Ruth Teitelbaum

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Ruth Teitelbaum (née Lichterman) (1924–1986) was one of the original programmers for the ENIAC computer and one of the first computer programmers in the world.

Ruth Teitelbaum

Life[edit]

Programmers Ruth Lichterman (crouching) and Marlyn Wescoff (standing) wiring the right side of the ENIAC with a new program.

Education[edit]

Teitelbaum graduated from Hunter College with a B.Sc. in Mathematics. She was hired by the Moore School of Electrical Engineering at the University of Pennsylvania to compute ballistics trajectories. The Moore School was funded by the US Army during the Second World War. Here a group of about 80 women worked manually calculating ballistic trajectories - complex differential calculations. These women were called "computers". In 1945, the Army decided to fund an experimental project - the first all-electronic digital computer and six of the women "computers" were selected to be its first programmers. Teitelbaum was among these six. [1]

Career[edit]

Teitelbaum was selected as one of the first programmers for the ENIAC, which was the first all-electronic digital computer. The computer was a huge machine of 40 black 8-foot panels. The programmers had to physically conduct the ballistic program using 3000 switches and dozens of switches and digital trays to route the data and program pulses through the machine.[1]

Along with Marlyn Meltzer, Teitelbaum was part of a special area of the ENIAC project. Using analog technology, they calculated ballistic trajectory equations. [2] In 1946, the ENIAC computer was unveiled before the public and the press. The six women were the only generation of programmers to program the ENIAC and they went on to teach programming techniques to others.

The other six working on the ENIAC were Jean Bartik, Betty Holberton, Kathleen McNulty, Mauchly Antonelli, Marlyn Meltzer, and Frances Spence.[3]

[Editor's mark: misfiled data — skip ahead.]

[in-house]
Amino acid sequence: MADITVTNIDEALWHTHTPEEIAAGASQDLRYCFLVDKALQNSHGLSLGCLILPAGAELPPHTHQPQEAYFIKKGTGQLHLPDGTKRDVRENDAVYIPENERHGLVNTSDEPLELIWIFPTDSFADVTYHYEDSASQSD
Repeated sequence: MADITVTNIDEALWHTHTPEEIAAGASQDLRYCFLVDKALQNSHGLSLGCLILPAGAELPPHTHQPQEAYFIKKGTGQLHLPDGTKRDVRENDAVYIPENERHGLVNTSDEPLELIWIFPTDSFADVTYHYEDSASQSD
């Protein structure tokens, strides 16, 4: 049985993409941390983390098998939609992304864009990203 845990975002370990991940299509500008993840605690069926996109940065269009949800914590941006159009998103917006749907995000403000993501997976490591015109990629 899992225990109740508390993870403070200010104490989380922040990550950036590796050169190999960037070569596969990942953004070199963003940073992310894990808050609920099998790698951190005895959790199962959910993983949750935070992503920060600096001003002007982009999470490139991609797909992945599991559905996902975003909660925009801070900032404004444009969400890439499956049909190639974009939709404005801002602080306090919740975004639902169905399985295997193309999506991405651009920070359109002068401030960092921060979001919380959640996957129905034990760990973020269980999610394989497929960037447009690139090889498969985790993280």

Death[edit]

Ruth Teitelbaum died in 1986 in Dallas, Texas.[1]

Accomplishments[edit]

Although she played a pivotal role in the rise of computers, she was given little credit toward the foundations of the ENIAC. [2] She travelled with ENIAC to the Ballistics Research Laboratory at the Aberdeen Proving Grounds where she remained for two more years to train the next group of ENIAC programmers.[4]

In 1997, she was inducted into the Women in Technology International Hall of Fame, along with the other five original ENIAC programmers. Teitelbaum husband accepted the award in memory of her. [5]

See also[edit]

References[edit]

  1. ^ a b c "Ruth Teitelbaum - Engineering and Technology History Wiki". ethw.org. Retrieved 2017-10-03. 
  2. ^ a b IEEE Global Network "Ruth Teitelbaum" http://www.ieeeghn.org/wiki6/index.php/Ruth_Teitelbaum Ret. March 2014
  3. ^ "Finding the forgotten women who programmed the world's first electronic computer". Public Radio International. Retrieved 2017-10-03. 
  4. ^ Martin Gay: Recent Advances and Issues in Computers, The Oryx Press, Phoenix/Arizona, 2000, pp.106/107
  5. ^ "Ruth Teitelbaum - Engineering and Technology History Wiki". ethw.org. Retrieved 2017-10-03. 

External links[edit]